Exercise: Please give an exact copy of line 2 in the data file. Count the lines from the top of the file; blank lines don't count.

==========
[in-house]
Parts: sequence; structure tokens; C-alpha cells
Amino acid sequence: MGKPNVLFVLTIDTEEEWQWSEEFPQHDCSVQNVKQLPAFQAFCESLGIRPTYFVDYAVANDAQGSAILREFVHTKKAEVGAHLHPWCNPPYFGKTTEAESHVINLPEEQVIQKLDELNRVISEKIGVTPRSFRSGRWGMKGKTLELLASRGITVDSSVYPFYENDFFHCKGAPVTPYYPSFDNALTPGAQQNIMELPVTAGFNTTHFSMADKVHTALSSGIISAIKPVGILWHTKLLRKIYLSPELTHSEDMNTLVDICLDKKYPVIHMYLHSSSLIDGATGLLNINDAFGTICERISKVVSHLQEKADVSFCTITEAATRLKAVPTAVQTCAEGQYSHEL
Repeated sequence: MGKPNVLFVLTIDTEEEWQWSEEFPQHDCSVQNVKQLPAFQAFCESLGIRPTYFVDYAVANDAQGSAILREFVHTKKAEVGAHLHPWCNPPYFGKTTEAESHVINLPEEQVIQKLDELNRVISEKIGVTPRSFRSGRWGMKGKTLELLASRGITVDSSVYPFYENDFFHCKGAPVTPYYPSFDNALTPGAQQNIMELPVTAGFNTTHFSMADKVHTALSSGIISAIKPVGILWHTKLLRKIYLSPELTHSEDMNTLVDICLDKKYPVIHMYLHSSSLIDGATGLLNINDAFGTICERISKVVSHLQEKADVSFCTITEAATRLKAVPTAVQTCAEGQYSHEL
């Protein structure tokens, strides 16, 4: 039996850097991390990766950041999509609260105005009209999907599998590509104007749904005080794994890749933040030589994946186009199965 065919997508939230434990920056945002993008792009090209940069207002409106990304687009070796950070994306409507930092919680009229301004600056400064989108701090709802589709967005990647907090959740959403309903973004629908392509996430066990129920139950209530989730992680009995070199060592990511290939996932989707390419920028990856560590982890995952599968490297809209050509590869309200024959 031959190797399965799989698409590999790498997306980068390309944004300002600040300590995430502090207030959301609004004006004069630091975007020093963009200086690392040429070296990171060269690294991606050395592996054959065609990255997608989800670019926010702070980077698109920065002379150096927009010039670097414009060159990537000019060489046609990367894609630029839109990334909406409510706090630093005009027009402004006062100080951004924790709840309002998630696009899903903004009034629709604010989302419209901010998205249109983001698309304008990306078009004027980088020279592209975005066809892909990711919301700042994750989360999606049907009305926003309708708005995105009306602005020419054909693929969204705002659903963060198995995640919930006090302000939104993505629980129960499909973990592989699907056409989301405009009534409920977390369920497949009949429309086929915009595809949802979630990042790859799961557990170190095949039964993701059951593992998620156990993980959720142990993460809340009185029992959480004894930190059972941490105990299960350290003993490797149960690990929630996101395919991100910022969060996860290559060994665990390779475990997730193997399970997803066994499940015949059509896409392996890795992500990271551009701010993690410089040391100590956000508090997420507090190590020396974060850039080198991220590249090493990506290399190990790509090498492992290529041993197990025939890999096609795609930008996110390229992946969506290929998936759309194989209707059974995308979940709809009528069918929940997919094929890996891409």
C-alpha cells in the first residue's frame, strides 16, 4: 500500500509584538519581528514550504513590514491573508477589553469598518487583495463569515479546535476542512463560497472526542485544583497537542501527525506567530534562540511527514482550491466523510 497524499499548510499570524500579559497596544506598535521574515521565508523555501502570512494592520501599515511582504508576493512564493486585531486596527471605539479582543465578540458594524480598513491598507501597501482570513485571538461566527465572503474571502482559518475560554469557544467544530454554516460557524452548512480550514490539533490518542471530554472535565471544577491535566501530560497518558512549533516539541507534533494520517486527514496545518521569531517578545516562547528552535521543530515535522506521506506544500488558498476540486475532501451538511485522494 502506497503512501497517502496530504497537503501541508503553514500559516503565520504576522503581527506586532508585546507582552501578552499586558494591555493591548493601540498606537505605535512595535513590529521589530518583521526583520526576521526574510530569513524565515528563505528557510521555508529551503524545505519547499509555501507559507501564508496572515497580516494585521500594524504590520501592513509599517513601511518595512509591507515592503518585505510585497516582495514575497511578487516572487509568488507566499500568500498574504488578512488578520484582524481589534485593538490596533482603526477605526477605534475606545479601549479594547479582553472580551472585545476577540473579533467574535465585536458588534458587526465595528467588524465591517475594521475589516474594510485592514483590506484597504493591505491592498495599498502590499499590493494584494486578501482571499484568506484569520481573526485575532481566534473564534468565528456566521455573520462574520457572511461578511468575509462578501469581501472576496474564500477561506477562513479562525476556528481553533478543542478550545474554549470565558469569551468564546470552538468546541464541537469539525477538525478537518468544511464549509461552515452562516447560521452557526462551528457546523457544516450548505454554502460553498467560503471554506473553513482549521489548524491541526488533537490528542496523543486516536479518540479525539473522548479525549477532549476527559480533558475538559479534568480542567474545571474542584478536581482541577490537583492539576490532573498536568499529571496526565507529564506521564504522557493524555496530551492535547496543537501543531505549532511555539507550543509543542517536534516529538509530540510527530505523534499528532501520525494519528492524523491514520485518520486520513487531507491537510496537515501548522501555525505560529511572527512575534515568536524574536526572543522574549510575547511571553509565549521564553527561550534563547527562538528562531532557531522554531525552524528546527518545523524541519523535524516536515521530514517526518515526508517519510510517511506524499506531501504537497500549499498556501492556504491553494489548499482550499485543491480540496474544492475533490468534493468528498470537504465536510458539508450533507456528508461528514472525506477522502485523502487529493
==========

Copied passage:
Parts: sequence; structure tokens; C-alpha cells